Terrorist’s Hunger Strike Brings About Her Release

Female terrorist released in the Shalit deal and recaptured agrees to end a 43-day-old hunger strike in exchange for release.

Elad Benari,

Prisoners in Ofer jail (archive)
Prisoners in Ofer jail (archive)
Israel news photo: Flash 90

A female terrorist who was released in the Shalit deal in the fall and was recaptured in February, agreed to end a 43-day-old hunger strike on Thursday, after Israel agreed to release her.

Hana Shalbi, a terrorist from the Islamic Jihad organization, was arrested by an IDF force at her home in the village of Burkin, west of Jenin, after Israel gathered" completely certain" intelligence information regarding her intent to return to terrorist activity.

Shalbi was originally arrested for terrorist activity in 2010. She refused to cooperate with interrogators and was violent towards them. This violence included threatening their lives, trying to attack one of them, spitting at police officers, and even biting a policewoman.

Even though there was not enough evidence to criminally prosecute Shalbi, she was taken to administrative detention for six months because of the very reliable intelligence information that had been gathered and which tied her to terrorist activities. The arrest was upheld in all the courts, including the Supreme Court. Her administrative detention was extended several times and she was held for two years until her release as part of the Shalit deal.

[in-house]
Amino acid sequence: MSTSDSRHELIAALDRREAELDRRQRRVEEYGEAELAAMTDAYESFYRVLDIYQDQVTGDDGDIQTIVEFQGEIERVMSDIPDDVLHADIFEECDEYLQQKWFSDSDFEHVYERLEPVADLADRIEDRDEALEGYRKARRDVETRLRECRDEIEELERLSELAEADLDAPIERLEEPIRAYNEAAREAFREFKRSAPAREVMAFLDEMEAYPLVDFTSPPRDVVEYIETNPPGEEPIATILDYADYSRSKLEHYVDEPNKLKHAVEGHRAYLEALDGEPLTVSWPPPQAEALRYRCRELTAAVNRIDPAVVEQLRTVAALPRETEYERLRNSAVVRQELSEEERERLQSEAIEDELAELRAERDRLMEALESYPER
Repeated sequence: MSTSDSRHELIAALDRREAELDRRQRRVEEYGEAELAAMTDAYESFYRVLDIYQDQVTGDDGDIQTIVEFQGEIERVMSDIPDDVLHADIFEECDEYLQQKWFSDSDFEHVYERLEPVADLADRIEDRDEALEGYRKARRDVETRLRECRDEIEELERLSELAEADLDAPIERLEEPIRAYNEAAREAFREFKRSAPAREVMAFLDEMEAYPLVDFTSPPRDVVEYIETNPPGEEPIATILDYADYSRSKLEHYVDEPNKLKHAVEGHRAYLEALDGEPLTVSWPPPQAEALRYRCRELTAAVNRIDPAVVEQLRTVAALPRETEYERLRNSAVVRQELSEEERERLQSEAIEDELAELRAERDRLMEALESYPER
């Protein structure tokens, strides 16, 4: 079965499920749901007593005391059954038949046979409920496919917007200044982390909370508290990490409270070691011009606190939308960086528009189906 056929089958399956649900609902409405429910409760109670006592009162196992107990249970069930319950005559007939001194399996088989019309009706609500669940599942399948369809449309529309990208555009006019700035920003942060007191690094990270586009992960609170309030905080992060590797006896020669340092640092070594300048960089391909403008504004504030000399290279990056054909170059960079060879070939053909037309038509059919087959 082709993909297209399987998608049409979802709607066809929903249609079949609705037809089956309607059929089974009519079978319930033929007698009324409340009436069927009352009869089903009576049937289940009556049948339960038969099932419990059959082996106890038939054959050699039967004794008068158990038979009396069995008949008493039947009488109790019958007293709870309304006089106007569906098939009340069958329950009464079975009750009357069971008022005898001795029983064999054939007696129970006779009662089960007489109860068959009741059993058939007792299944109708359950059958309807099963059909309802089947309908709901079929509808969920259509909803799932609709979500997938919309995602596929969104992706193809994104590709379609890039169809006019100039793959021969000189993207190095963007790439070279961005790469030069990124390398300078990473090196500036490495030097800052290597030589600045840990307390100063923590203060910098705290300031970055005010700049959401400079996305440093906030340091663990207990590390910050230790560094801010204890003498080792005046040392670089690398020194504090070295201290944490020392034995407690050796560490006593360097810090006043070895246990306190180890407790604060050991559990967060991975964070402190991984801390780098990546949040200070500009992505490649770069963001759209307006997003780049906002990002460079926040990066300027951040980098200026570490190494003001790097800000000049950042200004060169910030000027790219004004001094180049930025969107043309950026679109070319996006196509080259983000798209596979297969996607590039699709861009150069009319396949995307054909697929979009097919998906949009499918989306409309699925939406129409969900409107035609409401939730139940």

As part of the agreement for her release on Thursday, Shalbi agreed to be deported to Gaza for a period of three years. After that time she will be allowed to return to Judea and Samaria.

Shalbi is one of several PA terrorists in Israeli prisons who are hunger striking in an attempt to force the Prison Service to release them. Several self-described human rights organizations have called on Israel to consider releasing these terrorists.

Another terrorist, Khader Adnan, had gone a on a hunger strike for 66 days to pressure the State to release him. The hunger strike resulted in Adnan being admitted to hospital.

He launched the hunger strike to protest his administrative detention and the strike became a cause célèbre for anti-Israel activists and Arab propaganda organizations. His attorney appealed his administrative detention order to Israel's Supreme Court.

The State later caved in to the pressure and agreed not to renew Adnan’s administrative detention order. He, in turn, agreed to end his hunger strike and will be released on April 17.